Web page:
Microsoft SQL Server Desktop Engine (MSDE) is a local database engine that's based on the same core database engine as SQL Server. Developing applications for MSDE is the same as developing applications for SQL Server, and this similarity causes confusion—especially about the differences between MSDE and SQL Server 2000 Personal Edition. Here are seven important differences between MSDE 2000 and SQL Server 2000.

7. MSDE Isn't Shipped Alone


Microsoft provides MSDE as part of the following products: all SQL Server 2000 editions, Visual Studio .NET, ASP.NET Web Matrix, Microsoft Office XP Developer Edition, and Microsoft Developer Network (MSDN) Universal and Enterprise editions.

6. MSDE Is Royalty Free


Although you have to pay for the product it comes with, MSDE is free. You don't need any Client Access Licenses (CALs) for applications that use the MSDE database, unless it's connecting to another SQL Server system and acting as a client.

5. MSDE Has Database Restrictions


MSDE databases are limited to 2GB each. However, this restriction isn't the maximum storage size that the MSDE engine can support. MSDE can support multiple databases as long as each database is smaller than 2GB.

4. MSDE Has Hardware Restrictions


Like SQL Server 2000 Personal Edition, MSDE supports systems with a maximum of two processors. In addition, MSDE can access a maximum of 2GB of RAM.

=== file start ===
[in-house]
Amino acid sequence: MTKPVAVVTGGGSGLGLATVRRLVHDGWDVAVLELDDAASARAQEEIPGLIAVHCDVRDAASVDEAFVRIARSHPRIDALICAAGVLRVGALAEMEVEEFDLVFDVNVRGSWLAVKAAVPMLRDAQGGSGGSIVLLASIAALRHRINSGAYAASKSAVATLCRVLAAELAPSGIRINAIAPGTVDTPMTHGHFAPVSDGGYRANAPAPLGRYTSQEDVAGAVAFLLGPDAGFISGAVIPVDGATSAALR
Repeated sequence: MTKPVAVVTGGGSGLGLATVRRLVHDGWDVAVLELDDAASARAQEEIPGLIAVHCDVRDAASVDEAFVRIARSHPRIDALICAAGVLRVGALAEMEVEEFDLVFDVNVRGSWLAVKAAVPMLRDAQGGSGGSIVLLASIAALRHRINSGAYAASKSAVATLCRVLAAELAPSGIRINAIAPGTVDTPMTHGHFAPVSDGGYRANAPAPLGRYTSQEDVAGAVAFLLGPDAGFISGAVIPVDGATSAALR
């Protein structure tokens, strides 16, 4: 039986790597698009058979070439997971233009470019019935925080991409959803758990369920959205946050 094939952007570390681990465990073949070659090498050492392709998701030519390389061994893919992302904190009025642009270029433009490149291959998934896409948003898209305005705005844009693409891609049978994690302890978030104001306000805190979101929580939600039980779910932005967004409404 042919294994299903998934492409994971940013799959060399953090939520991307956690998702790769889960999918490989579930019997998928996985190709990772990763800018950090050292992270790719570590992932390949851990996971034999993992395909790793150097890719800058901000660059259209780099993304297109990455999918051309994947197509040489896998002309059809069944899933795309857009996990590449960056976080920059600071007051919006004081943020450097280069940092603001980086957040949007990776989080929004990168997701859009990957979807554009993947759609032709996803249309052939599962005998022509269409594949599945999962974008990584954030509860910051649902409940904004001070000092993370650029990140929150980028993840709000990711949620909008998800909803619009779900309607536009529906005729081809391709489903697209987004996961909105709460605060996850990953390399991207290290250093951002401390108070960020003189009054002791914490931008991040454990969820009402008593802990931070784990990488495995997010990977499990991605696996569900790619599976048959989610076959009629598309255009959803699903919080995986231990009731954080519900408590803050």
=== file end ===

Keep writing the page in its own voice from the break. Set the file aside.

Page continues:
3. MSDE Has No Graphical Management Tools


The only tool that Microsoft provides to manage MSDE is the character-based osql utility. MSDE has no Query Analyzer, no Data Transformation Services (DTS) Designer, no Analysis Services, and no Books Online (BOL). But you can download BOL for free at http://www.microsoft.com/sql, and you can manage MSDE with an existing instance of the SQL Server tools, exactly as you manage any other SQL Server system.

2. MSDE Runs on 32-bit Versions of Windows


Like SQL Server, MSDE supports Windows XP, Windows 2000, and Windows NT. And like SQL Server Personal Edition, MSDE runs on Windows Me and Windows 9x. The limitations you must work with when you run MSDE on a Windows Me or Win9x platform include no support for integrated security, no asynchronous I/O, no read-ahead, and no Performance Monitor counters.

1. MSDE Is Optimized for Five Batch Workloads


MSDE has a managed concurrency workload governor that limits the engine to five concurrent batch workloads for best performance. As you submit more batch workloads, the concurrency governor progressively slows down the system. MSDE doesn't drop these excess workloads but processes them with increasingly degraded performance.